Believe me, I was quite worried that something would move then I would later be in trouble when putting it back together. The frame patching was the most "scary".

          If your doors are sagged, I'd first make sure its not the hinges are worn. If they are loose and you cannot see the A pillar move when you lift up on the door then odds are THAT has not moved and you could tack your bracing to it and proceed to remove the doors and then work on the floors. Deal with the hinges later. If the A pillar is moving and the hinges are tight, I'd hope that nobody has attempted to adjust the hinges and they are in their original locations. Then, I'd leave the doors on and make sure they fit "square" in the body first. Then arrange to brace the body to hold the A piller in place so the doors are fitting. After that they can come off and then the floor repairs.

          In the case of my car, it was really rusty but there was enough left that nothing had appeared to have moved out of place so I took off the doors and then put in the braces.

          This later picture (about 4 yrs later) shows the body separated from the frame. The rocker panels were the last part to go back on after the doors. I've had no end of problems with those and getting the fit to the door bottom so the weatherstrip is fitting/working. They are pretty good now though.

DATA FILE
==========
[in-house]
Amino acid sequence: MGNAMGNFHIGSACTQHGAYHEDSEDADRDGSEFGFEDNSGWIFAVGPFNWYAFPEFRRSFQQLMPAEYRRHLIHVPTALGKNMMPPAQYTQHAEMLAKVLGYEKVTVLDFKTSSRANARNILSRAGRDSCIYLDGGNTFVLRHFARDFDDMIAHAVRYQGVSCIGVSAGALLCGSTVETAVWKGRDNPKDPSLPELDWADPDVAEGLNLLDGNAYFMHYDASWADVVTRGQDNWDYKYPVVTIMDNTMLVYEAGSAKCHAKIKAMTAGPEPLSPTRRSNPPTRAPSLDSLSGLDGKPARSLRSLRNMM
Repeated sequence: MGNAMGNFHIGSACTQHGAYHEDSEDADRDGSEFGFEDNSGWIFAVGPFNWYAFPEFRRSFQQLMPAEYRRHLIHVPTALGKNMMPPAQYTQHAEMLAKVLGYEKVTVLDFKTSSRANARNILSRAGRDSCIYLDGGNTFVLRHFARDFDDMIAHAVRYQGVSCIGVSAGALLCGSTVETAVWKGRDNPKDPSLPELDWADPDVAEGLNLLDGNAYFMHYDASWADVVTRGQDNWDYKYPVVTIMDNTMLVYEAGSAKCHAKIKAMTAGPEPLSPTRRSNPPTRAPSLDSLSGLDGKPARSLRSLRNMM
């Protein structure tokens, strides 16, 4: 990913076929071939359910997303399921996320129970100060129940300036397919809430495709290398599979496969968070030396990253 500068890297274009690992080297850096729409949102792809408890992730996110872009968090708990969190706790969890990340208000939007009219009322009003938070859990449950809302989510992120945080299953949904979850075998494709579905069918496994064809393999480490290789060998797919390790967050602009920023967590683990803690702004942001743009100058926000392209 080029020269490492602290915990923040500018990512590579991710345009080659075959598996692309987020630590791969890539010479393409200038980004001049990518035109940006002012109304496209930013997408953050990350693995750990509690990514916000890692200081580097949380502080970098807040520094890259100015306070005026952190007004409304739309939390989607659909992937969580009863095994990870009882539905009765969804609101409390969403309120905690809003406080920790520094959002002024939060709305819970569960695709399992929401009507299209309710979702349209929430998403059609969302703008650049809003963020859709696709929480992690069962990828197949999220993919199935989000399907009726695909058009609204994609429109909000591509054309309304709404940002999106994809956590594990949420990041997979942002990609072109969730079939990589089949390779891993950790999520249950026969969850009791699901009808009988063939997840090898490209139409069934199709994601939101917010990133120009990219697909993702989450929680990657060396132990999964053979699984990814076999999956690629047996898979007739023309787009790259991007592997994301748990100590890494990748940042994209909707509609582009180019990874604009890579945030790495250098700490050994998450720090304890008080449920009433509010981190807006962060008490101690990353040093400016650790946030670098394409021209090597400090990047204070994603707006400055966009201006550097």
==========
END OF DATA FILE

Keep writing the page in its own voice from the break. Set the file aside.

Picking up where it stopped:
One of these days I should go through all my old negatives from the 90s when I did this and scan them so I could make a step by step of how I did all this. BTW, this was my first body off (and maybe my last!) and it turned out OK despite it all. Just take your time.

          Jeff in ND


          • #6
            thanks Jeff! Very helpful to 'see' the bracing. Question; any reason you left the rockers until much later?? I was planning on welding in the new rockers and the floor patch panels while the door-opening is braced, and be done with it.... (before I take the body off)
            Fortunately, my frame is solid, and the only rust problem is right along the rockers horizontally, and the rear of the front fenders, vertically.


            • #7
              I'm not well versed in the subject like Jeff, but I believe you would want to wait to do the rockers so that you can get the